What the hell is this CIM you speak of?
How a runner talks to herself with 3 miles to go in a marathon!
“Last hill Jane, get to the top and down the other side and you will have 3 miles to go. Wait, am I just tired or am I actually seeing women on spin bikes up ahead? Yup, those are 20 bikes lined up..boy I would like to get on that spin bike instead of being 23 miles into this marathon.
Ok, you are done this bridge. Time to look at your watch. If you want to beat Larry, you are going to have to look at that damn watch…..4 min/km!!! yessss. You are keeping pace. I think you have Stan beat, I don’t hear him behind but Larry, remember Larry….beat Larry! Now get to the next lights and keep this pace.
This is the last 200m Jane. I think you are going to beat Larry. Don’t let anyone pass you. 100m to go, don’t trip around the corner. You are home free but the clock is screwed up…what happened to the clock? It shows 2:49 something..I can’t see clearly…shit….what just happened?”
I then covered my face with my hands and cried.
I hate writing race reports. Everyone knows that. Not only am I not a good writer (I tend to prefer knowing muscle attachments rather than grammar) but I have a hard time getting my thoughts down on paper most of the time. With that said, I get a lot of people asking about my training and since this was such a special marathon for me I figure why not write something. I will try to keep to the meat and potatoes because really, we all read these not because we want to know what I ate in the morning, or how many times I hit the portapotty.
We want inspiration and strength for our next run, training session or injury recovery.
I picked the California International Marathon for three reasons. First, because I wanted to find a late fall marathon I could run that wouldn’t conflict with my husbands Ironman 70.3 in November. My coach Stan Ong also said “hey, it’s flat and fast so lets run CIM”. I had no idea what CIM was but after research I realized it definitely wan’t flat but it was a very popular race in Sacramento that hosts the IAATF marathon championships. This means lots of really FAST runners. Secondly, I also made a huge change in my professional life and moved my practice in May to One 80 Health right after the horrific Boston Marathon. I knew I needed a break physically and mentally and I also knew I needed a good 3 months to concentrate on my practice before heavy training.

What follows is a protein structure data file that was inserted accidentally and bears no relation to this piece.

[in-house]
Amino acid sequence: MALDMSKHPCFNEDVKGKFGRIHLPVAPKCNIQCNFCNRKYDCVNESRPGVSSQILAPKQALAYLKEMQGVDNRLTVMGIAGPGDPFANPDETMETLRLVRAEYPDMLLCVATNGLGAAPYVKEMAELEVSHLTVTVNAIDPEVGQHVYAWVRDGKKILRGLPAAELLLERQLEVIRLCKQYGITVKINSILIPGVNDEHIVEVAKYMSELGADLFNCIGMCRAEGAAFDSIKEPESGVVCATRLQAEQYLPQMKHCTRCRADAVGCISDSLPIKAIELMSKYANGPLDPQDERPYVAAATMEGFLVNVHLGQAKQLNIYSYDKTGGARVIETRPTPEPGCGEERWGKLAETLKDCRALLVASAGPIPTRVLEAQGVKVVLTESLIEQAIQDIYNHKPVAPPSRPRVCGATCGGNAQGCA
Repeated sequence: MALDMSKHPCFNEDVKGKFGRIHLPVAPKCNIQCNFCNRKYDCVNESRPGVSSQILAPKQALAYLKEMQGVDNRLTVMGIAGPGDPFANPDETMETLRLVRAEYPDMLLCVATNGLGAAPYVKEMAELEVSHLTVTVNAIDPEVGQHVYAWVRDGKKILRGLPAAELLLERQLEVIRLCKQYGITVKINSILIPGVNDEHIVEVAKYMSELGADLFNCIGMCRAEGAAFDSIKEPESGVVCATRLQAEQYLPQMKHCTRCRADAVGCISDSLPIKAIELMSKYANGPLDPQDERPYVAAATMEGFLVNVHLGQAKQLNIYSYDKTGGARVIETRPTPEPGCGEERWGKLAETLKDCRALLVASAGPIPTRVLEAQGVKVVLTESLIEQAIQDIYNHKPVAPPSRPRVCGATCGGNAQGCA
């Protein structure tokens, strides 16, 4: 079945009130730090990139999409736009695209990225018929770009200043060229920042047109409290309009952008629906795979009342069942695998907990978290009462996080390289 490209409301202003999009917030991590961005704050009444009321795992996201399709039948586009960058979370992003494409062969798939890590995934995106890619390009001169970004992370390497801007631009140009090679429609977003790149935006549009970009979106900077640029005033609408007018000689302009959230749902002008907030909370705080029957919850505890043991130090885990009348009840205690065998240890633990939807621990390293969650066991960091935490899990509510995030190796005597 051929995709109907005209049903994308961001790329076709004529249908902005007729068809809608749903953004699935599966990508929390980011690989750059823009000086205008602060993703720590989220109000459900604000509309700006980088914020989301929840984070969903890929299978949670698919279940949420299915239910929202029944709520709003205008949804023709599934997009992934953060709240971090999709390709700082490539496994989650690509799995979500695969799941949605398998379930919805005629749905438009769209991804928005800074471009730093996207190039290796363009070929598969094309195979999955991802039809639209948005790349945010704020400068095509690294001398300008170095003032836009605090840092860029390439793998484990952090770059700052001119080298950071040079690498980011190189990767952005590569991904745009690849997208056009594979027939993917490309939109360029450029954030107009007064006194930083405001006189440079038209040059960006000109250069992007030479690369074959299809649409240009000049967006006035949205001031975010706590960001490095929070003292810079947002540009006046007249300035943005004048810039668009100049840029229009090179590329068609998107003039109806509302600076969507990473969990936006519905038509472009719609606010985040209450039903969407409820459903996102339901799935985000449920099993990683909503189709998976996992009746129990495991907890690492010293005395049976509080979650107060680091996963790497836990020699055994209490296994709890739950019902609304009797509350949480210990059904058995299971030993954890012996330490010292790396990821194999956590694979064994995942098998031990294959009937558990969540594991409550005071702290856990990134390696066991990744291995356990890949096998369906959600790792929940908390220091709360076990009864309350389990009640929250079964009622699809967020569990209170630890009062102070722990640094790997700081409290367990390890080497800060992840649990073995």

My 16 week training block was rather uneventful and was able to do most of my training with coach Stan. I didn’t change much from previous sessions and my mileage was similar. If you know me, you know I run at lot. I feel I am able to do so and stay injury free because I have slowly built up the ability to sustain this over the past 7 training blocks. My body is used to it and I tend to stay around 110-140k per week over most of the 16 weeks. This included 2 strength training days a week. I only ran one tune up race at the Scotiabank Half Marathon this season. I finished in 1:23:45 at the end of a 135k week. After this I had a subtle calmness and confidence going into the taper. Taper, well….taper is taper. We all hate it.
The CIM is an extremely well organized, mid size race that is point to point. Similar to Boston in topography without the Newton Hills. It drops, and drops a lot. Stan and I went through the course multiple times when we got to Sacramento. This was valuable as we were able to develop a strategy for the race.
We also decided to run the first half together and I would stick to his pace of a sub 2:50. We would stick to 4 min pace for the first 10k, then run conservatively the second 10k, followed by all out racing to the finish. I knew I had a shot at beating Stan based on our training but we all know Stan is a racing machine. So tough mentally. I knew I had to gain on him because I could not out sprint him the last k.